Despite the overwhelming preference for digital media among modern marketers, traditional advertising methods are still implemented today and lead to great results. Newspaper, television and radio spots offer a lot of potential for companies looking to reach a local market – if used properly. <! – ->

Tips for traditional local advertising campaigns

To help with your next traditional media campaign, we asked members of the Young Entrepreneur Council (YEC) the following question:

“What should you pay attention to when planning a radio, television or newspaper advertisement specifically for your local market? Why should business leaders consider this element? "

<! – -> The members of the YEC community said the following:



1. Know your audience

“Know your audience first and prepare a script by considering the type of audience you reach. Knowing your audience is the most important thing, as this determines the type of topics, topics, and language that you use in your script. "~ Patrick Barnhill Specialist ID, Inc.

2. Focus on a key message

“A common local business mistake is to promote everything the company offers. But so much information confuses people and does not leave a strong impression on the viewer. If you advertise locally, pick a "spearhead" message and hammer it home with repetition. Even if you do different things, your campaign will work best if viewers only get one key message. "~ Peter Kozodoy GEM Advertising

3. Emphasize local benefits

“Focus on what your local community of businesses needs and is looking for. Highlight the benefits your local audience desires. "~ Angela Ruth Calendar

4. Track your performance

“Create a custom call to action, coupons in sections, a trackable phone number, or a vanity URL so you can find ways to map your ad directly to the sale. It's easy to put good money in bad marketing if you don't have a strong attribution model. However, if you pay close attention to how you're tracking your performance, you'll know which campaigns to reinvest or pause in. “~ Firas Kittaneh Zoma mattress <! – ->

5. Use local events and holidays

“Many places have local traditions and even holidays that are unique to this place. It is very effective to design your marketing communication to reflect local characteristics. They create a sense of community that leaves a positive impression. In this way, you contribute to developing a great brand image in your region. "~ Blair Williams MemberPress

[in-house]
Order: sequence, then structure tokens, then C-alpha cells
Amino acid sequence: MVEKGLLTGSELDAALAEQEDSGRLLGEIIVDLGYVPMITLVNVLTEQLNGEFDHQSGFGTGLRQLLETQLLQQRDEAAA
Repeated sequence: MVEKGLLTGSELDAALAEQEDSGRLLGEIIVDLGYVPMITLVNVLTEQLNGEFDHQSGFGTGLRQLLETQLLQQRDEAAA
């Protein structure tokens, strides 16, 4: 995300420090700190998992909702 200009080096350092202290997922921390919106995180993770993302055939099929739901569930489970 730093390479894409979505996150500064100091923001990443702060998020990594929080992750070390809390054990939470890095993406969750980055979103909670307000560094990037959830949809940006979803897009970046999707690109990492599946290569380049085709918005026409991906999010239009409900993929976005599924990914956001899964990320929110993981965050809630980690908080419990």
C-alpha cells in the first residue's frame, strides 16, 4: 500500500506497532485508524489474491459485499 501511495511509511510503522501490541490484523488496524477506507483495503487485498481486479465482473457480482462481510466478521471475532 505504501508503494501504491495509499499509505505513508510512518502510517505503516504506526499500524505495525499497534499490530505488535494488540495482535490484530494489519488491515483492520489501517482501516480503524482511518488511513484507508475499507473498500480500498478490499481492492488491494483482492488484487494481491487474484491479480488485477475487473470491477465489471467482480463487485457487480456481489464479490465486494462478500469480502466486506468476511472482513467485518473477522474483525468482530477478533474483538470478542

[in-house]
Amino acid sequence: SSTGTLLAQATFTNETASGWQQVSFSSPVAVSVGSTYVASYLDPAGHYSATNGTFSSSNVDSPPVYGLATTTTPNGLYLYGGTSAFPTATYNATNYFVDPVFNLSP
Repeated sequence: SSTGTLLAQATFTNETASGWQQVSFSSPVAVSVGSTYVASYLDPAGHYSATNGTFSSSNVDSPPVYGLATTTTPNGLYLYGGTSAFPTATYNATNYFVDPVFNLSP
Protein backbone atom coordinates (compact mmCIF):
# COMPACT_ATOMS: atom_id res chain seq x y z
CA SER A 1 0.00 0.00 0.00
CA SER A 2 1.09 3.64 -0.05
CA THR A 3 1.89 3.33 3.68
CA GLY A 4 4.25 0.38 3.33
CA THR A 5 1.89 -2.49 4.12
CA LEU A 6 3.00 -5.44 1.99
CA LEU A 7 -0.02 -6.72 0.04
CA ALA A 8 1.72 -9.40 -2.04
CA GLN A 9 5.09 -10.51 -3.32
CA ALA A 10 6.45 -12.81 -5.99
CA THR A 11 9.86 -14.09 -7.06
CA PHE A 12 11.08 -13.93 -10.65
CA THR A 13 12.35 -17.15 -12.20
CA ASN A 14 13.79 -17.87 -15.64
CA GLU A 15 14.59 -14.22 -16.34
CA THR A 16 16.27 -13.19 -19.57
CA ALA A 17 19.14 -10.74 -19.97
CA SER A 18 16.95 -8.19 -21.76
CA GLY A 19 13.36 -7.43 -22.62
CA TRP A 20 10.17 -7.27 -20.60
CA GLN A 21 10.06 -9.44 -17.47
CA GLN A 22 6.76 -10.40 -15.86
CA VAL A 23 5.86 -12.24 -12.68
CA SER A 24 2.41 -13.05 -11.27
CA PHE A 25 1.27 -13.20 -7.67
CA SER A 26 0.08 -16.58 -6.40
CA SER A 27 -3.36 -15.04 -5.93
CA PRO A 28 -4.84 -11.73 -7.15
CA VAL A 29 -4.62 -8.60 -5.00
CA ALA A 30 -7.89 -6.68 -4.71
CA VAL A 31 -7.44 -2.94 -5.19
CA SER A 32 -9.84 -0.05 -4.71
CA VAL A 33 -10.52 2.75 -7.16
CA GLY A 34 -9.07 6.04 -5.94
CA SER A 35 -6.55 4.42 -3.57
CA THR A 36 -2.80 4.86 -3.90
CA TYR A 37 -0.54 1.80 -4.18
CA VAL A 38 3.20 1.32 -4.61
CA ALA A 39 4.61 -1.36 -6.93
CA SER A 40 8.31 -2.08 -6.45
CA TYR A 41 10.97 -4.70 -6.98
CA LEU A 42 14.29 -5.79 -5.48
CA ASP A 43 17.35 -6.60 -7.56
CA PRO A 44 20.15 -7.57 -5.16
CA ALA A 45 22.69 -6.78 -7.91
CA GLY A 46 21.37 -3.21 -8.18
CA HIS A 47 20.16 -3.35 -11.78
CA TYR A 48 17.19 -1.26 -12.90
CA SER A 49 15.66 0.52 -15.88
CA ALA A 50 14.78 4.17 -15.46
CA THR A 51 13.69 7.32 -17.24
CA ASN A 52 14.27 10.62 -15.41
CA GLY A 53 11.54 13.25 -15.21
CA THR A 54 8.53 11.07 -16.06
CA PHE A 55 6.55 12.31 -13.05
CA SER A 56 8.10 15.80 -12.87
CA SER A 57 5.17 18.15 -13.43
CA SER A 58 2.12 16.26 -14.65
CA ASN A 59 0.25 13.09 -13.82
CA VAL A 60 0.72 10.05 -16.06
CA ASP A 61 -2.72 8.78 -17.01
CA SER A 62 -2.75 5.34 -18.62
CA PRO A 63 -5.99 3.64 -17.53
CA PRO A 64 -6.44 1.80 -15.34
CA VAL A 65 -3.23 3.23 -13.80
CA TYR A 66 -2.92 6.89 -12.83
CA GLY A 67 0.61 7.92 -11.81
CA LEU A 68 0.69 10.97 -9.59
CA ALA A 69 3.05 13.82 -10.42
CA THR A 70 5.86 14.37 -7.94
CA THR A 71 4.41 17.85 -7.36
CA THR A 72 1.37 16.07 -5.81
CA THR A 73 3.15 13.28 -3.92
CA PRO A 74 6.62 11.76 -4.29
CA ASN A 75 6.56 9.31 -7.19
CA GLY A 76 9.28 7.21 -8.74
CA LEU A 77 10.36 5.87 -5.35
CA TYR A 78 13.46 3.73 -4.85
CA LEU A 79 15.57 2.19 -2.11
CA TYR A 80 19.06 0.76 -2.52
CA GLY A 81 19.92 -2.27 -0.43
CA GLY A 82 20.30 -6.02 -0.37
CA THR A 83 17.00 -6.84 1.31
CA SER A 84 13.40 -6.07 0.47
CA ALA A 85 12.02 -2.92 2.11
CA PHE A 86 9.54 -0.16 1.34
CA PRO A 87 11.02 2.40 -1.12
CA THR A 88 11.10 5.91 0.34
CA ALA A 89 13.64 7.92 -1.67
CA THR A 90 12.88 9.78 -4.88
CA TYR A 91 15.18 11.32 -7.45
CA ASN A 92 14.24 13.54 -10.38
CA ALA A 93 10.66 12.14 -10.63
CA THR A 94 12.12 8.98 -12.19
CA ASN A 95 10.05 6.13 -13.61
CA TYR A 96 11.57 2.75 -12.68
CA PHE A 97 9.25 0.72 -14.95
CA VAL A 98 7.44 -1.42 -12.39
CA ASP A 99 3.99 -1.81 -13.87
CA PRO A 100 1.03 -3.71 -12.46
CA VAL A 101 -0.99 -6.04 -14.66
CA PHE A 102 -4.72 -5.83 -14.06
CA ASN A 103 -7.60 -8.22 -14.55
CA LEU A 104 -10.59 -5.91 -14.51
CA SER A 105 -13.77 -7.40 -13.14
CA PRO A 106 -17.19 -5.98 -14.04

6. Keep it short and to the point

“Radio and television advertising is time-critical, and newspapers only have so much space per advertisement. Consider the length of your promotion to make sure it's short and to the point. You don’t want to end up in a position to make changes before your ad is shown. "~ Chris Christoff MonsterInsights

7. Set up Google My Business before creating ads

<! – -> “Have you already set up a Google My Business account? If not, you need to before creating ads for your local market. When people see these ads, many of them use Google to learn more about your business. However, if you don't appear in search, you lose potential leads and customers. "~ Stephanie Wells Formidable Forms

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8. Create locally targeted content

“If you want to target your local market, you need to create locally targeted content. It will speak directly to your local audience who are now interested in this new business that does justice to their community. They will strengthen your company's trust among consumers and encourage them to invest in a company in their own city. "~ Jared Atchison WPForms

9. Invest time and money in your creative

“At a time when consumers are constantly overloaded with information and bombarded with advertisements, try to create an eye-catcher that stands out from the other advertisements on TV or in the newspapers. Invest the time and money needed for the bottom line to be effective and your investment in this ad to be justified. "~ Kevin Leyes Leyes Media & Team Leyes, by Leyes Enterprises

10. Test your ad with local focus groups

"Just because it's your local market, don't make assumptions about your audience's preferences or needs. Before buying a local ad, group the ad with actual community members from your region. You get real-time in a focus group an answer to how the community perceives the advertisement and can make the necessary adjustments before it is broadcast. "~ Jordan Conrad Letter explains

11. Cooperation with local companies

“Look for other local businesses that have been around for a while and that complement your business or product. You can work with them to leverage their presence while promoting your own business. You quickly build trust and a positive relationship by working with a local partner on marketing activities. "~ Syed Balkhi WPBeginner

12. Give your advertisement a broad appeal

“A particular ad may appear based on the broadcast, content, or statistics of the radio, newspaper, or television company, but there is no guarantee of the age of the viewers or readers, so you take a risk. The ad should be accessible to everyone, understandable and eye-catching within 10 seconds. People should see it as part of the whole conversation, rather than advertising. "~ Daisy Jing Banish

13. Use local knowledge to make it unforgettable

“Promotion of a local audience should show local knowledge so that it appears authentic to your audience. By hitting local trigger points, you make the display personal to the viewer. Each ad must be memorable to get the most benefit from it. A memorable ad is remembered, so you essentially have more room for customers than a good, but ultimately unforgettable, ad. Ads that are being talked about reach even more ears. "~ Yaniv Masjedi Nextiva

14. Consider more targeted alternatives

"I would suggest considering platforms where you can get a better ROI. Most television, radio, and print media ads are not targeted compared to modern platforms like email and social media. If yours If the message is really local, find the medium in which your audience is likely to see or hear your message, for example, advertise a concert where customers are likely to listen to a specific radio station. "~ Kalin Kassabov ProTexting

15. Bring help

“No matter how creative you think, you understand that there are probably far more creative people than you are just an email away. If you want to invest resources in a localized ad, hire a professional who can bring in new ideas. This additional creative support makes your ad much more effective. "~ Zach Binder Bell + Ivy